Machine learning, at the highest level, is a program that extracts specific features from data to solve predictive problems. A few example include: detecting anomalies to prevent network intrusion or fraud, classifying objects such as tumors or detecting pedestrians, scanning social media sentiment and perception for marketing purposes, self-driving cars, or evaluating traffic patterns to forecast and make decisions to control the flow in an optimal way.
Machine learning applications cross all vertical markets from military, automotive, industrial, and data center. Imagine a person trying to rank each web search manually every time someone issues a web search; it is an impossibility for a person, but machines do it billions of times a day. This job is exactly where machines can help humans. Machines can navigate through the tsunami of data collected every second and automatically recognize complex patterns. Then, they can make intelligent decisions based on this insight. For accuracy, models must be trained, tested, and calibrated to detect patterns using previous experiences.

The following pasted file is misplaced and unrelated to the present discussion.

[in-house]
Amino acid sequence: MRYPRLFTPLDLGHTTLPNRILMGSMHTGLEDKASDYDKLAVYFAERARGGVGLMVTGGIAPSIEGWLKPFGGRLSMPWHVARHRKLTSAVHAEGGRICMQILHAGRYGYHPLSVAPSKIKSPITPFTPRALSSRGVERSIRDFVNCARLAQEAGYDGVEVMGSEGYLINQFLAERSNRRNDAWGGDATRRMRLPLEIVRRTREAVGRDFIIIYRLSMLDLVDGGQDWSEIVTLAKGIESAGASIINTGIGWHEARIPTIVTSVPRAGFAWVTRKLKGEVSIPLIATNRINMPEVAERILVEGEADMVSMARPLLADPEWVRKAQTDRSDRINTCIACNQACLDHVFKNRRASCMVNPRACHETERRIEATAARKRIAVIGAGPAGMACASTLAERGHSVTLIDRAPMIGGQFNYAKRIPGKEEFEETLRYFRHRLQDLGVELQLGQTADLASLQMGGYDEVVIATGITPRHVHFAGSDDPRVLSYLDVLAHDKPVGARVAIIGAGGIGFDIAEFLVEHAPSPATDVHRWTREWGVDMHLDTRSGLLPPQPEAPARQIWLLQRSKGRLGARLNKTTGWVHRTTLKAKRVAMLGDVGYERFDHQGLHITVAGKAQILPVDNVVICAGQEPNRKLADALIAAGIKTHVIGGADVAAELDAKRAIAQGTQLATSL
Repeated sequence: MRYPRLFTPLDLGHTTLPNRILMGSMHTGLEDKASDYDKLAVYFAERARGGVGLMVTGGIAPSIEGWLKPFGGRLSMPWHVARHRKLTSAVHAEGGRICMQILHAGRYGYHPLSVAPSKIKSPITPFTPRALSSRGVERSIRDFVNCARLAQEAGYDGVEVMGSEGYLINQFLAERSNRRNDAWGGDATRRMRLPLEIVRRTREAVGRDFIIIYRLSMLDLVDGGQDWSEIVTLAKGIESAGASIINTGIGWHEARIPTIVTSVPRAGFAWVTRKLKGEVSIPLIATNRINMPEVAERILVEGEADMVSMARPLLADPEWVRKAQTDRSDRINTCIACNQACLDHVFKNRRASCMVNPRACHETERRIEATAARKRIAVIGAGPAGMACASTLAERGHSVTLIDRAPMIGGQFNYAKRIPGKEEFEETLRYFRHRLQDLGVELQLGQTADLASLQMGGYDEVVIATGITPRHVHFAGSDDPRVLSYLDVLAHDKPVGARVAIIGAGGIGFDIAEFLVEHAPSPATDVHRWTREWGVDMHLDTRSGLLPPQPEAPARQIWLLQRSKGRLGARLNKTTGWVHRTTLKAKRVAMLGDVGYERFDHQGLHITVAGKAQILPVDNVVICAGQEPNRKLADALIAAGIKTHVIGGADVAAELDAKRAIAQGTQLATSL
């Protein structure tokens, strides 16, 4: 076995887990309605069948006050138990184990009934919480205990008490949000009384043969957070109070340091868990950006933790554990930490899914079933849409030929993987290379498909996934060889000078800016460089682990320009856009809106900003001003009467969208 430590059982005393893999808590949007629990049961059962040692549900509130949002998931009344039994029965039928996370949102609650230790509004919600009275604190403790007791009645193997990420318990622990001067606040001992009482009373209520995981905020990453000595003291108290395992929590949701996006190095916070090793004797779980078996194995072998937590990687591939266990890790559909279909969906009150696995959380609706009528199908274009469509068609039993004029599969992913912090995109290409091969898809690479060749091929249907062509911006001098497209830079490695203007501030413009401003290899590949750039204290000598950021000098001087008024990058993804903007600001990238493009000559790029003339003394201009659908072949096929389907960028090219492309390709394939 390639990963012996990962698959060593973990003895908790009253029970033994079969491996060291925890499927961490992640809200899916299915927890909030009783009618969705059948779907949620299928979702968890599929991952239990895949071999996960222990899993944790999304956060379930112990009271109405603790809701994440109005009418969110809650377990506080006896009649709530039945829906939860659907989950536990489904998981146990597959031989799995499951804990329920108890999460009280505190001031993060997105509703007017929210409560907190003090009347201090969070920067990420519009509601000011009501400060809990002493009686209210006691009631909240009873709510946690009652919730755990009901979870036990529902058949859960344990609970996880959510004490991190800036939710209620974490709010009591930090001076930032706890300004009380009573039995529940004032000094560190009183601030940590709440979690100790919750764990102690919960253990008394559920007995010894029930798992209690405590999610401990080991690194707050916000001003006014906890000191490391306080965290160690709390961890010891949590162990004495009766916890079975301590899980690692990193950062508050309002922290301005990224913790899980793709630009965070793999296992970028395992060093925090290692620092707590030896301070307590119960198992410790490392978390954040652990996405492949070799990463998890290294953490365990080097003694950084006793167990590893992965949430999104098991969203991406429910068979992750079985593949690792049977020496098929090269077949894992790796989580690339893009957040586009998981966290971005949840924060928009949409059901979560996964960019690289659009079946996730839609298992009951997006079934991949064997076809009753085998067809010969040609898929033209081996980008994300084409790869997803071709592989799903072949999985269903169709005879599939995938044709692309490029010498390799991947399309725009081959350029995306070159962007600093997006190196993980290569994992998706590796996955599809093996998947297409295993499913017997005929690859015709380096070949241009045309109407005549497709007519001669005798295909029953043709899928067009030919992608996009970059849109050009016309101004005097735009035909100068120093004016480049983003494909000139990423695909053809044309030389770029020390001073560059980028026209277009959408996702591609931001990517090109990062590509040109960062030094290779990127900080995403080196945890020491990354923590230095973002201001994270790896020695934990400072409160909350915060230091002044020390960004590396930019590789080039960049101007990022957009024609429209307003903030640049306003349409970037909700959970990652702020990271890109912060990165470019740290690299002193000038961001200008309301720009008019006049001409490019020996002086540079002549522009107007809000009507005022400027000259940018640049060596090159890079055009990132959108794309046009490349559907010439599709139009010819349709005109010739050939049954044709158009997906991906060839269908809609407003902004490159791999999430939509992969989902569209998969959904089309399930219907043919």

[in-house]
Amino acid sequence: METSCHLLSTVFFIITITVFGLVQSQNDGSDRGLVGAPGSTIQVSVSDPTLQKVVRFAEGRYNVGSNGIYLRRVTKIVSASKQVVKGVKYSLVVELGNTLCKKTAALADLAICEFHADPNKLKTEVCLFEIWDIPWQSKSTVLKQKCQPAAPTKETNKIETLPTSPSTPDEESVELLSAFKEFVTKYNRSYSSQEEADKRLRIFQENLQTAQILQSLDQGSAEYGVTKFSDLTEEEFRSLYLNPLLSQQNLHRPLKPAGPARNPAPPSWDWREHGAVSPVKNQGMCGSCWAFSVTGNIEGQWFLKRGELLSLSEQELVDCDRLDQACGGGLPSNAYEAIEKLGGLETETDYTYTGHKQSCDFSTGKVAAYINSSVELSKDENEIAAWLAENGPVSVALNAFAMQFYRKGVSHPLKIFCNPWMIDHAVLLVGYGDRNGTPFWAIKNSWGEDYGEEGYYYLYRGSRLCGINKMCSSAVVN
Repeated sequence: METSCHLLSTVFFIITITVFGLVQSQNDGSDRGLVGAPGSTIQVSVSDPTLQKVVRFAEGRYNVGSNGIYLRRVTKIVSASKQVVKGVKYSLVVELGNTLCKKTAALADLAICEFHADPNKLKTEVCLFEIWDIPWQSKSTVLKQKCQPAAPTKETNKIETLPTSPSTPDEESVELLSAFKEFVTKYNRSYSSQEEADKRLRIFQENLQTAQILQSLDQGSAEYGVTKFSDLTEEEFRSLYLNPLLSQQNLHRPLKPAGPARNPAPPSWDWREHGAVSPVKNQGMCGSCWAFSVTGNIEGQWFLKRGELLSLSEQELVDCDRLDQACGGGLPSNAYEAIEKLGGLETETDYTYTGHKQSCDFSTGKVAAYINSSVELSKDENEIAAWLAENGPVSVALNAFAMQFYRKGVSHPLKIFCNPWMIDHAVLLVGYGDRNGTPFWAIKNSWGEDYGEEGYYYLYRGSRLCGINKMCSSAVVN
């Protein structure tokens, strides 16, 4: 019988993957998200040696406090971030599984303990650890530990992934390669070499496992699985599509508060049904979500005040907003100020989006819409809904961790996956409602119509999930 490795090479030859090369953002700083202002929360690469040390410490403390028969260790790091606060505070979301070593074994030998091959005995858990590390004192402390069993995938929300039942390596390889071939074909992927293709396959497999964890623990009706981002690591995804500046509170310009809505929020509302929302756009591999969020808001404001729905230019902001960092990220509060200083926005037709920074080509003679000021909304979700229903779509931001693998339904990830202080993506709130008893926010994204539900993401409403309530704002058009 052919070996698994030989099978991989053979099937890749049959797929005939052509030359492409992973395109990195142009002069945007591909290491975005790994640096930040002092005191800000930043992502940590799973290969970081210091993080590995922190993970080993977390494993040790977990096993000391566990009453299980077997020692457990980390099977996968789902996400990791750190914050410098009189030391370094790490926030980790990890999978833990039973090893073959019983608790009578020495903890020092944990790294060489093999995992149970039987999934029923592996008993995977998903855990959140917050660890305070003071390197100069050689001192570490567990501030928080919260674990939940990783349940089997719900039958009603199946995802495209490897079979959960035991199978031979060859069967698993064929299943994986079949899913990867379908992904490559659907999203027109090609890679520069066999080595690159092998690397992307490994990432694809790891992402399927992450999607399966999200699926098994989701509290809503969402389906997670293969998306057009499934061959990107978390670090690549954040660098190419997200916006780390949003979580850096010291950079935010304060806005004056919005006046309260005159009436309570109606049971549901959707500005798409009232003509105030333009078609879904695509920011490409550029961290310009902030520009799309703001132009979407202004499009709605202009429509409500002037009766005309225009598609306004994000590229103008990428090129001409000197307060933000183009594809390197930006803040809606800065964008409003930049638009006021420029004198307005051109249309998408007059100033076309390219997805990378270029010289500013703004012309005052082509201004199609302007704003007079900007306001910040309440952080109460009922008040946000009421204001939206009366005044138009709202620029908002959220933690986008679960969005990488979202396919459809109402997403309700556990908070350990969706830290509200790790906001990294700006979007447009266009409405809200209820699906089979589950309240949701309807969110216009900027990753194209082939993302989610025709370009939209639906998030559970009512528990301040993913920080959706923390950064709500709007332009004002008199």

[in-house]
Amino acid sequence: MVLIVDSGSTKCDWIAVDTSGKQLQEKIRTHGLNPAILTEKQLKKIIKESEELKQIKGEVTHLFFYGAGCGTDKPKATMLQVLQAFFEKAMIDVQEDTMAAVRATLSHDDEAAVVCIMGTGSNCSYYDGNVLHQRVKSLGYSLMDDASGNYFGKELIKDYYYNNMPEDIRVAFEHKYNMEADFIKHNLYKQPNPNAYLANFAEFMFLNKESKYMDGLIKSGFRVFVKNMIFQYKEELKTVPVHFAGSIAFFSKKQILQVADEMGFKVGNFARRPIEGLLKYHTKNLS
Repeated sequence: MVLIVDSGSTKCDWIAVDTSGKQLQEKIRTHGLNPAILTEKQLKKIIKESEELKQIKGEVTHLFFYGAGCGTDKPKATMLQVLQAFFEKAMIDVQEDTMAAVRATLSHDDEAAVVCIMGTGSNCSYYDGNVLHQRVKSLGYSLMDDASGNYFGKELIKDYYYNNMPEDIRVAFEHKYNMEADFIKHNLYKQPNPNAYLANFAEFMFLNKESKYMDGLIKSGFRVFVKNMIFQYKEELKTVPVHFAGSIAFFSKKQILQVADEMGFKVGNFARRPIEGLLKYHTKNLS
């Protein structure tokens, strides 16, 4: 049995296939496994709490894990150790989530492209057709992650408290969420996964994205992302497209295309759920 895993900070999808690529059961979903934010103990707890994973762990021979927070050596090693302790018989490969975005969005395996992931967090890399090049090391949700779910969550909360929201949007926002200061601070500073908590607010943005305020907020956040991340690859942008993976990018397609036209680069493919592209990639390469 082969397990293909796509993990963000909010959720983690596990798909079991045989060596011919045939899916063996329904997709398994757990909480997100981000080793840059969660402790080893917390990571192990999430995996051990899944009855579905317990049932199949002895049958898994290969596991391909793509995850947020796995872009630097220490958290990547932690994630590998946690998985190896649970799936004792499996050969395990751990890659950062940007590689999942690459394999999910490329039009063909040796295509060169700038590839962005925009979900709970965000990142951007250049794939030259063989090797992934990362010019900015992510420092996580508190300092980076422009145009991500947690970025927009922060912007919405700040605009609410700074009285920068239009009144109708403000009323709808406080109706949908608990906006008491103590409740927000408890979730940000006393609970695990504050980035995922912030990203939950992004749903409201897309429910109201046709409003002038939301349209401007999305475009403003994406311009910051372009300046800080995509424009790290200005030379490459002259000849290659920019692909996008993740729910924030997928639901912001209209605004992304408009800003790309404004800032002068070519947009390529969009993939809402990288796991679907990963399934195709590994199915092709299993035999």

Today, one of the most popular machine learning methods is using neural networks for object detection and recognition. Neural networks are modelled after the brain's interconnected neurons and use a variety of layers that extract lower levels of detail for each layer in the network. The FPGA implements these layers very efficiently because the FPGA has the ability to retrieve the data and perform classification in real time. By leveraging 8 TBps of on-die memory bandwidth and minimizing the need to interact with external memory, designers can leverage the flexible FPGA architecture to obtain very power efficient implementations. FPGAs can also efficiently move data in and out of the network directly to classify in-line video, signal, or packet processing.